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Sufjan Stevens brings a unique and exciting new feeling to his discography with 'Reflections / The DePaulia

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The album is titled “Reflections” and released on streaming platforms in May 2023.

The DePaulia's Jonah Weber writes…..Composer and songwriter Sufjan Stevens released a new collaborated album with Timo Andres and Conor Hanick. The album is titled “Reflections” and released on streaming platforms in May of 2023. I first listened to “Reflections” while commuting on the blueline home. I picked out an ambient mix made by Spotify, hoping to find something relaxing and calming while I read up on some upcoming assignments. Before I knew it, I was engrossed in the fifth song on the album, “Rodinia,” a song that transported me to a Hayao Miyazaki film. No longer focusing on the assignments I had to do, I opened the album and was surprised to find it was Sufjan Stevens’ latest release.

Originally composed in 2019 for the Houston Ballet, Stevens and his collaborators put listeners in the auditorium of the dance performance. Each piano key hit feels like a joint jerking and a ballet shoe slamming onto the wooden stage. Stevens traditionally writes and performs music that falls in the indie and alternative genres.

The album opens up with “Ekstasis,” which means ecstasy in Greek, and “to stand outside of or transcend oneself,” according to Britannica. The intro to this album sucks you in right away with fast pace and rhythmic piano playing. There are two pianos playing together, and it mirrors the image of a group of ballet dancers working together in choreography.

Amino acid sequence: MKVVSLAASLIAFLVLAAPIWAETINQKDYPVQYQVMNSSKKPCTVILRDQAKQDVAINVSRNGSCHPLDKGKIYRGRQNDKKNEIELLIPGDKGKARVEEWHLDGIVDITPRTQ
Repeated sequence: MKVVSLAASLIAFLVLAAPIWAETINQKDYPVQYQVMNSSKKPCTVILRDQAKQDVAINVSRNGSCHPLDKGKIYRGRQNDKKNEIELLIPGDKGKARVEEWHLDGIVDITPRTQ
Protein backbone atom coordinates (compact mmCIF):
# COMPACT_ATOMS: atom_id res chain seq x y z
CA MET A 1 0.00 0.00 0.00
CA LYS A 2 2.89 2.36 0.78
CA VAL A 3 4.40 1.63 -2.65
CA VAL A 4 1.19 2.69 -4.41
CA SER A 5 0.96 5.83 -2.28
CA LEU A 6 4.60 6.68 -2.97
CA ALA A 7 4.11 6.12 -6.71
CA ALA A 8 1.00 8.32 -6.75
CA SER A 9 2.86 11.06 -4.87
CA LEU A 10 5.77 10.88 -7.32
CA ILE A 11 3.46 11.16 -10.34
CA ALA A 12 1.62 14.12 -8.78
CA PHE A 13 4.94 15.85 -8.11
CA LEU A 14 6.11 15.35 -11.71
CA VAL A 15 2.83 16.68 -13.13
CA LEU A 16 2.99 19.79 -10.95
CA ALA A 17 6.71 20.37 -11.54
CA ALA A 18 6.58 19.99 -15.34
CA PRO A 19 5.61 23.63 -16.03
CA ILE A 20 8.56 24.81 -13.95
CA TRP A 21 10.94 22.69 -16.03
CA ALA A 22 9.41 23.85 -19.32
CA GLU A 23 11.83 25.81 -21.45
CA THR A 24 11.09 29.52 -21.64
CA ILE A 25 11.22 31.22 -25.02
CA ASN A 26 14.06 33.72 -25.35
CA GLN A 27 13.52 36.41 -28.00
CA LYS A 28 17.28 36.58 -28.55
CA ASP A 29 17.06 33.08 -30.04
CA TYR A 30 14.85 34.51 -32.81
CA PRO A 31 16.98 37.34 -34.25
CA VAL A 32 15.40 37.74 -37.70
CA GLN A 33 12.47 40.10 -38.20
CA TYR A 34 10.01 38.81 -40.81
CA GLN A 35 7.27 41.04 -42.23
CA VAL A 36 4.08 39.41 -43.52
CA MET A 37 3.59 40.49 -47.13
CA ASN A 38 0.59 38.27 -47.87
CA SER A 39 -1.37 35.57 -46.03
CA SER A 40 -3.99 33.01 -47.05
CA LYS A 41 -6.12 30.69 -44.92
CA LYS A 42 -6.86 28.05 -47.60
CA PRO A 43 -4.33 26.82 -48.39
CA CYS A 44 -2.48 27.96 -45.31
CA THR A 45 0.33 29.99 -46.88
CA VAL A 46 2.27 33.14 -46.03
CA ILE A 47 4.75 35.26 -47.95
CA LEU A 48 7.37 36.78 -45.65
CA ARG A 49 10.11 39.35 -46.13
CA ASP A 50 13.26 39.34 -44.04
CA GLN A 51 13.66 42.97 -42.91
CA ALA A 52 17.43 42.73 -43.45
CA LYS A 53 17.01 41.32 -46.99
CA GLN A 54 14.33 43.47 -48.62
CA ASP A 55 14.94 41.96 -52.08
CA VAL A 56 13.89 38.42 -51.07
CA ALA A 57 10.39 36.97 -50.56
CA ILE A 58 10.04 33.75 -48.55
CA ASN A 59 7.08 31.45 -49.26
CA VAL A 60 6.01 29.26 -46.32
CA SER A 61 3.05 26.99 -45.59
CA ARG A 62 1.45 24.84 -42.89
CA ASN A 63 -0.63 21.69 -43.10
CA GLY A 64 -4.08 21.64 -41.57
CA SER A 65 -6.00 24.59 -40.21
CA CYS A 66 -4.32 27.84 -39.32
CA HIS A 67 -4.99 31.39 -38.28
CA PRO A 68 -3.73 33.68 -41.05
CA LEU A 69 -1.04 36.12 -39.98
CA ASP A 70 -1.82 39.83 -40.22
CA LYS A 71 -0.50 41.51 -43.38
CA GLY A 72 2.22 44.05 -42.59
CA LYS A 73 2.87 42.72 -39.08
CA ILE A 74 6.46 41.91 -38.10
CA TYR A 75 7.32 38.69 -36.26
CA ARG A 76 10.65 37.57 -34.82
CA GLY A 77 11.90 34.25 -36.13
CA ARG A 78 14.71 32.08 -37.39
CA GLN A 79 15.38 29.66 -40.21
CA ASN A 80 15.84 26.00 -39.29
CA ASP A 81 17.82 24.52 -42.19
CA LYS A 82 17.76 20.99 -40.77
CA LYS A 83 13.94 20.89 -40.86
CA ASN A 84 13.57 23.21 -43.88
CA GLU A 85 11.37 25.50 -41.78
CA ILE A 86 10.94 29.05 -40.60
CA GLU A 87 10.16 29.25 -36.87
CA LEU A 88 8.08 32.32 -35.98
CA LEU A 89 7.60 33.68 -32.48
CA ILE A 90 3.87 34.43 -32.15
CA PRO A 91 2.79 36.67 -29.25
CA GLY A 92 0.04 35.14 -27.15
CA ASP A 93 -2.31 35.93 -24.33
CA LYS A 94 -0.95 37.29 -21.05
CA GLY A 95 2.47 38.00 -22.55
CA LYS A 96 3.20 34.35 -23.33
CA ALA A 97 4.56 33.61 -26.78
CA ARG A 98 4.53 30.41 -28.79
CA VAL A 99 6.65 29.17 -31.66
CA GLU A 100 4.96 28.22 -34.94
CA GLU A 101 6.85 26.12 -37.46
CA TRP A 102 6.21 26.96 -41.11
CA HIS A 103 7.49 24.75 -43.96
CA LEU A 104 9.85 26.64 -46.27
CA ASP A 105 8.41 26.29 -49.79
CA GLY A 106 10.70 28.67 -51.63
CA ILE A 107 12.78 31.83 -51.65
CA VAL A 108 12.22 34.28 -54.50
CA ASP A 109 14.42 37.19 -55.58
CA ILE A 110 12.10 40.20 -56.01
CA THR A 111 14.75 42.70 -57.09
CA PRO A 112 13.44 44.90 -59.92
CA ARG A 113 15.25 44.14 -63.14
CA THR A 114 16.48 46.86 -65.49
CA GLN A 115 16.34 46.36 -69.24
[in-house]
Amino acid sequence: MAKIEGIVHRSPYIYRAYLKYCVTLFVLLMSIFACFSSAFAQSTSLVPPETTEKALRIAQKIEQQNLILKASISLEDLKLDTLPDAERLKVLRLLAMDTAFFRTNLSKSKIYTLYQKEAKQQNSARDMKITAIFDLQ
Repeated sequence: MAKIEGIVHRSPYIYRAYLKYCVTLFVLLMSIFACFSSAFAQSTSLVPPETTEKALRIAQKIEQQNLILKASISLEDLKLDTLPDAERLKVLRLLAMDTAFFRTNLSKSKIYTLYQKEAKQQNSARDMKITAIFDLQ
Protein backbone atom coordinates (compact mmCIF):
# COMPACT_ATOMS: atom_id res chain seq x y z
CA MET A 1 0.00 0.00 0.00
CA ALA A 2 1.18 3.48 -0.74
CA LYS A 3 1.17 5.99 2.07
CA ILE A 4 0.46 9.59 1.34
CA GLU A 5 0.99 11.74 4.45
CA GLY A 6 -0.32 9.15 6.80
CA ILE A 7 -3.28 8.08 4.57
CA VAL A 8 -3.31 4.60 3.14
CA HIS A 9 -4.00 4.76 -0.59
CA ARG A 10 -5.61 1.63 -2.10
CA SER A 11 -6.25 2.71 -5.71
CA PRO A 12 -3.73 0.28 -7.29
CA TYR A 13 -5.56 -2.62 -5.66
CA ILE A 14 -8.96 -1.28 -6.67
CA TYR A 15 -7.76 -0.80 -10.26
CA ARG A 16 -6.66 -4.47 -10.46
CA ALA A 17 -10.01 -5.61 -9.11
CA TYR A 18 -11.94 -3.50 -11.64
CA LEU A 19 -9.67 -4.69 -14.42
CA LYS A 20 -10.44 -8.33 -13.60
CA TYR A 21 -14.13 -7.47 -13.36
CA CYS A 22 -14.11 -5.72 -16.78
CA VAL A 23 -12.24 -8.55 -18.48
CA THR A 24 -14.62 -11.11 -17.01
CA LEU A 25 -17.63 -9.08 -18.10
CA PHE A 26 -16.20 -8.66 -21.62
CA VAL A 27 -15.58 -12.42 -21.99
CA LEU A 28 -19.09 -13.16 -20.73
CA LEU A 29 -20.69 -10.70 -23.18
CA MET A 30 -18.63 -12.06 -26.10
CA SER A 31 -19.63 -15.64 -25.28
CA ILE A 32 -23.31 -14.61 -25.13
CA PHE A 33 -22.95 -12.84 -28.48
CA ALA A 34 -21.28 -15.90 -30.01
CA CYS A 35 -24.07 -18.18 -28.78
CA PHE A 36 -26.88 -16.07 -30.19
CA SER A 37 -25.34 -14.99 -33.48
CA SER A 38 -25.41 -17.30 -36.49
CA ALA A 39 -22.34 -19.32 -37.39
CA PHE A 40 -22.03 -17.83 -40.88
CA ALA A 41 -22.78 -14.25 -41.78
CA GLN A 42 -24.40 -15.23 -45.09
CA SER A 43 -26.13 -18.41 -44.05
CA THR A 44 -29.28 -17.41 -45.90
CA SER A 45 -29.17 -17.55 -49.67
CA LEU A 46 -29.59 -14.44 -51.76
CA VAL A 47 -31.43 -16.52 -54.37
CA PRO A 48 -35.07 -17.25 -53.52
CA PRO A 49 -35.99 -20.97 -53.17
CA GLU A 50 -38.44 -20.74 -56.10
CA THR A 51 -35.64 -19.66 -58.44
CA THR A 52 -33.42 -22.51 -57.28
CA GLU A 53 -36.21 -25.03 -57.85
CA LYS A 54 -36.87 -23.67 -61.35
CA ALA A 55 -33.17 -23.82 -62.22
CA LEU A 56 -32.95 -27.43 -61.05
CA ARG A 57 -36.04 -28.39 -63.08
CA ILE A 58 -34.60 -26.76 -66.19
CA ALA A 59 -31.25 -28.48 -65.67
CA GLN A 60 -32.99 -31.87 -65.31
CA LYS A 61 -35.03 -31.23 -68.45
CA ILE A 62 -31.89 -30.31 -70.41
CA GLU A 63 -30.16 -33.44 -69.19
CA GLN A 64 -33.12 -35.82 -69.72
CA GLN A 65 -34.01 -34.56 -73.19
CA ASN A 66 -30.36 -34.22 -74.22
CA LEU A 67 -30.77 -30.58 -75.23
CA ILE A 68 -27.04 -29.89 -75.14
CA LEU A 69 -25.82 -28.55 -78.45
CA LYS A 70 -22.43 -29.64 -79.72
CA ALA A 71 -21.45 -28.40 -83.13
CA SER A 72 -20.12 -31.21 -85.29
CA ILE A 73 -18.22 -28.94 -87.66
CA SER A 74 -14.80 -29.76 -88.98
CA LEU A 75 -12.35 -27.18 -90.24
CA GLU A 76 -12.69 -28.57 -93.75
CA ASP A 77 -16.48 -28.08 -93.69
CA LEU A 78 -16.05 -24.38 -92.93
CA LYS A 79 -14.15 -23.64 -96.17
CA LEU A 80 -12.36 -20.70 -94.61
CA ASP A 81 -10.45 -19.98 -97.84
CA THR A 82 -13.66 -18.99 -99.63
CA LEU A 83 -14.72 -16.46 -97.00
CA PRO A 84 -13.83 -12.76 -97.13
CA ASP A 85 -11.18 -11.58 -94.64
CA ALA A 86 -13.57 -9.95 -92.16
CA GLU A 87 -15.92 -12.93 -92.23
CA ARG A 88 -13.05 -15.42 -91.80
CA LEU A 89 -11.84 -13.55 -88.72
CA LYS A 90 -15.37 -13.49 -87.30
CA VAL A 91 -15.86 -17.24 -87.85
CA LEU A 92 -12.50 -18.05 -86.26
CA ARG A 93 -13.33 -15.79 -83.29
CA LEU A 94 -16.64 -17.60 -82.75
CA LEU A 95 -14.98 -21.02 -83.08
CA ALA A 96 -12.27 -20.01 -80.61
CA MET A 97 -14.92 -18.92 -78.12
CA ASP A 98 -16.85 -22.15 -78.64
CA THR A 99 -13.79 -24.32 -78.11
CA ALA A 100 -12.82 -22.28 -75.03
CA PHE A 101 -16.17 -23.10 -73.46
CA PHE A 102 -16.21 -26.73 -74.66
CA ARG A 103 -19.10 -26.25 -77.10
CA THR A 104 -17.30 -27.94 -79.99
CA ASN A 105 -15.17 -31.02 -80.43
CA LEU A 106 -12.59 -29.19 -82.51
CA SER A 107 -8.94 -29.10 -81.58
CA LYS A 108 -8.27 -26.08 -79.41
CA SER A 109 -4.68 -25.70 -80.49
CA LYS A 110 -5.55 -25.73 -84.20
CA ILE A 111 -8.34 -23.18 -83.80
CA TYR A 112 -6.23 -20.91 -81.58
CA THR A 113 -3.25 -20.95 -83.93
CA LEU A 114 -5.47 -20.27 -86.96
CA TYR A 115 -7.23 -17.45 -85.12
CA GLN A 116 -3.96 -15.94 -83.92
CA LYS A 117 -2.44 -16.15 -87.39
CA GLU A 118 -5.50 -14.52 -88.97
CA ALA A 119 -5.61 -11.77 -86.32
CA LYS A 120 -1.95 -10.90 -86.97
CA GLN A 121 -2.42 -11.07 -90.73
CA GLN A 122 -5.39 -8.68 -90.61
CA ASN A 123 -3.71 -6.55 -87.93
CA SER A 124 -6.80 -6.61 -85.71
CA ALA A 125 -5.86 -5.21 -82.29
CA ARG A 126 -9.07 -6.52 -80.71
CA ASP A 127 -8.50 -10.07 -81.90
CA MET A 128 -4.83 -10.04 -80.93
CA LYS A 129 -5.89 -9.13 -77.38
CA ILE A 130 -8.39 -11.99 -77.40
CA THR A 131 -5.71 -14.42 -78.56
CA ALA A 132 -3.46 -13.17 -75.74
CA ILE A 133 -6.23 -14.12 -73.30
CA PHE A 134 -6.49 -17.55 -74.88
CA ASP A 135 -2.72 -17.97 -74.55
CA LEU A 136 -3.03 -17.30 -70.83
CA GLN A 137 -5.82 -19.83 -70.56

The seven song album goes by quickly. It has a total runtime of 30 minutes. Originally I was disappointed to find this out after listening through the whole album the first time, but it works when you remember it was composed for a ballet, which tend to run for thirty minutes to two hours. I also found it to be the perfect commuter  and reading album. As far as album interpretation though, I recommend taking your time and listening to it closely.

On my first listen, I found it to be a little repetitive. It felt like all the songs started the same, and I questioned whether I had an ear for classical music. Historically it is not my go-to genre, yet I persevered through the album. I’m thankful I did.

Rather than being repetitive, the songs actually transition incredibly smoothly from one to the next. Each song has a unique, cathartic feeling. The notes are intense and loud but slowly smooth out as the songs go on.

After three intense songs, the fourth track, “Mnemosyne” feels like a breath of fresh air. Rather than banging piano keys, the sounds are soft and fast. You can picture hands running across the ivory keys and ballerinas dancing in synchronization so clearly when this song comes on. “Mnemosyne” means “the goddess of memory” in Greek mythology.

It is always exciting when a musician tackles a different genre of music, in this case going from indie and alternative to classical. Stevens brings a unique and exciting new feeling to his discography with “Reflections.”


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